[tpm] [OT] Javascript to watch for certain KW from a web page

Shaun Fryer sfryer at sourcery.ca
Wed Oct 10 07:27:45 PDT 2012

Hi Antonio,

That makes sense. Unfortunately it's a little beyond the scope of a
simple email to provide a complete solution for your situation.
However, you might try something like the following.

You'll need two things. #1. an ajax function of some kind. Given that
you aren't interested in learning JS, I'd recommend using a
cross-browser abstraction library which has an ajax method, such as
jQuery. #2. You'll need a popup dialogue of some kind. There are
plenty to choose from. For the purposes of providing an example, I've
[arbitrarily] chosen the facybox jQuery plugin. I have no direct
experience with it, but the API seems simple enough, so it should work

Add a script tag including the jQuery library, followed by one for the
plugin for your popup ( http://bitbonsai.com/facybox/ ). Now in a
separate script tag below this, add code similar to that below
(modified accordingly).

var nMilliseconds = 60*1000; // frequency of server check in milliseconds
var checkServerStatus = function () {
  $.ajax({ url: "/path/to/your/log/file/script" }).done(function
(jqXHR, textStatus) {
    if (/a regexp matching text in your log file/.test(jqXHR.responseText))
      $.facybox("The text you wish the user to see in the popup dialogue.");
    else setTimeout( checkServerStatus, nMilliseconds );
setTimeout( checkServerStatus, nMilliseconds );

The above is just pseudo-code, but it *should* work with very little
modification, assuming you're using the indicated JS libraries.

Hope this helps.
Shaun Fryer
perl -e 'print chr for map{$_+=22}($ARGV[0])=~/(\d\d)/g' \

On Wed, Oct 10, 2012 at 9:51 AM, Antonio Sun <antoniosun at lavabit.com> wrote:
> Hi, thanks a lot for your offer Shaun.
> That was actually what I thought the solution to be. Now let's forget what I
> said and focus on what I need to accomplish.
> Yes, I totally control the page content. The situation is,
> I am designing a web portal that can launch back-end server side processes.
> The problem is that the process can finish in seconds, or it might need
> hours to finish, depending how much work the process has. So my design is to
> spawn a sub process, and capture all its outputs to a log text file, then
> return immediately to the user, in a web notice page saying, your job is
> queued; here is the log url; please check manually if is finished or not.
> But my all my fellow coworkers said they don't want to check themselves.
> Instead, they want my web portal to check for them. I couldn't think of any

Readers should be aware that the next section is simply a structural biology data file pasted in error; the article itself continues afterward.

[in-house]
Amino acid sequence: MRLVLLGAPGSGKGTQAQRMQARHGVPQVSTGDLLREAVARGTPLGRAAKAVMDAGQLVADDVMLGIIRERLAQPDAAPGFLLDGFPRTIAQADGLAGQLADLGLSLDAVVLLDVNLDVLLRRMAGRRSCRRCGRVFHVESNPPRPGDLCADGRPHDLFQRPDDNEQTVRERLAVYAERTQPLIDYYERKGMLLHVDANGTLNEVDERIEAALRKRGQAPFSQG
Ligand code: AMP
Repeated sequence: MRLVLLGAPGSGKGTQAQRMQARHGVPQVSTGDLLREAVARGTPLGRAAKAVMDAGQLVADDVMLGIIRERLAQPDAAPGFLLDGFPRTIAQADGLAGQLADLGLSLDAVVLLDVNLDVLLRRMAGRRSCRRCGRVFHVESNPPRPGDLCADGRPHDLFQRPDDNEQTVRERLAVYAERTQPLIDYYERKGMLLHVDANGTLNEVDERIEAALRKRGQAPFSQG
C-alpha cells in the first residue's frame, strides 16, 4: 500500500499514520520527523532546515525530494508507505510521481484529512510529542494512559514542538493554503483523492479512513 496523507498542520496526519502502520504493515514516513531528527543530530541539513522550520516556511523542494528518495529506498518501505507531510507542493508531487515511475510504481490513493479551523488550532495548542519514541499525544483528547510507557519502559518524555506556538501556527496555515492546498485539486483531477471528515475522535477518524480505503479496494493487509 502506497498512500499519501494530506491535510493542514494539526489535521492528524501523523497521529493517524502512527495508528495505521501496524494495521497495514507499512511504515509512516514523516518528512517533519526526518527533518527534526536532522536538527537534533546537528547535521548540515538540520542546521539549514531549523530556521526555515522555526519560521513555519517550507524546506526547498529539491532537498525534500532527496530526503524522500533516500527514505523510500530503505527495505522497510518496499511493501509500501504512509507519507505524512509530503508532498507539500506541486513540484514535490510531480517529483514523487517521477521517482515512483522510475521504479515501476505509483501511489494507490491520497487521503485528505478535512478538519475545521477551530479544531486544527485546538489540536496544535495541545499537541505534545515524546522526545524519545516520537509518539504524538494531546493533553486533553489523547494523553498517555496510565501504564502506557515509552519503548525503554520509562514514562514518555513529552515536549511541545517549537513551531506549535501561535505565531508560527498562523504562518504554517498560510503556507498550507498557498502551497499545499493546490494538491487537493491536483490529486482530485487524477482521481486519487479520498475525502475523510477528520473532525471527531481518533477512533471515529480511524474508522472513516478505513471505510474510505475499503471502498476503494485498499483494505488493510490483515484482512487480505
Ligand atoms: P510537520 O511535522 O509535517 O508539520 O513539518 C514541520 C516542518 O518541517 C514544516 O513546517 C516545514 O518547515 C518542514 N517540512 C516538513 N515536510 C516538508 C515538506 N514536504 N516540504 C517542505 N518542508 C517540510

> solution from the server side to capture the end of the sub process, then
> informed the already submitted web notice page. Hence, I'm turning to the
> javascript front-end for solutions. Because I have zero knowledge of
> Javascript, it might not be feasible at all. But I know the best solution is
> that if I can have a desktop notification mechanism just like gmail does,
> that should solve the problem, because my sub process control task does know
> when the sub process ends, and write a specific ending tag to the end of the
> log file, which is what I was planning to watch/search for. Every page of my
> portal does include a standard master template (except the log text file),
> so if I can send a signal at the end of my sub process and capture that by
> the master template, then pop up a javascript window, that will do as well.
> Sorry for the lengthy gibberish, hope that you can figure something out from
> it.
> Thanks
> On Wed, Oct 10, 2012 at 3:01 AM, Shaun Fryer <sfryer at sourcery.ca> wrote:
>> Hi Antonio,
>> I might be able to help you, but first I need to know a bit more
>> detail about what you're trying to do. When you say watch for certain
>> keywords from a webpage, what do you mean exactly? If you mean
>> searching through a static html document looking for a give word or
>> words, that's fairly trivial. However, if you can add javascript to
>> the page in question, then you probably control the page, and
>> therefore should already know it's content. So question is, why would
>> you need front-end code in JavaScript to do it? If you mean doing an
>> HTTP request from within a web-page, or even a Cross Origin request,
>> in order to receive info from a 3rd-party website, then things could
>> become considerably more complicated.
>> Cheers,
>> --
>> Shaun Fryer
>> ----------------------------------------------------------
>> perl -e 'print chr for map{$_+=22}($ARGV[0])=~/(\d\d)/g' \
>>         52959394107588899482799210587992861082757785799222
>> ----------------------------------------------------------
>> On Tue, Oct 9, 2012 at 5:48 PM, Antonio Sun <antoniosun at lavabit.com>
>> wrote:
>> > Hi,
>> >
>> > I know it's kind of OT, but since we have a lot of web experts here, let
>> > me
>> > try my luck here first.
>> >
>> > I have zero knowledge of Javascript, I'm wondering if you could give me
>> > a
>> > big favor to show me how to watch for certain keyword from a web page
>> > using
>> > Javascript.
>> >
>> > Basically, I have a slow updating web page, and I need a client side
>> > Javascript to watch for a specific keyword in that page and pop up an
>> > window
>> > if the keyword is found.
>> >
>> > As I have zero knowledge of Javascript, I hope that your answer is as
>> > complete as possible.
>> >
>> > Thanks a lot in advance
>> >
>> > Antonio
>> >
>> >
>> > _______________________________________________
>> > toronto-pm mailing list
>> > toronto-pm at pm.org
>> > http://mail.pm.org/mailman/listinfo/toronto-pm
>> >

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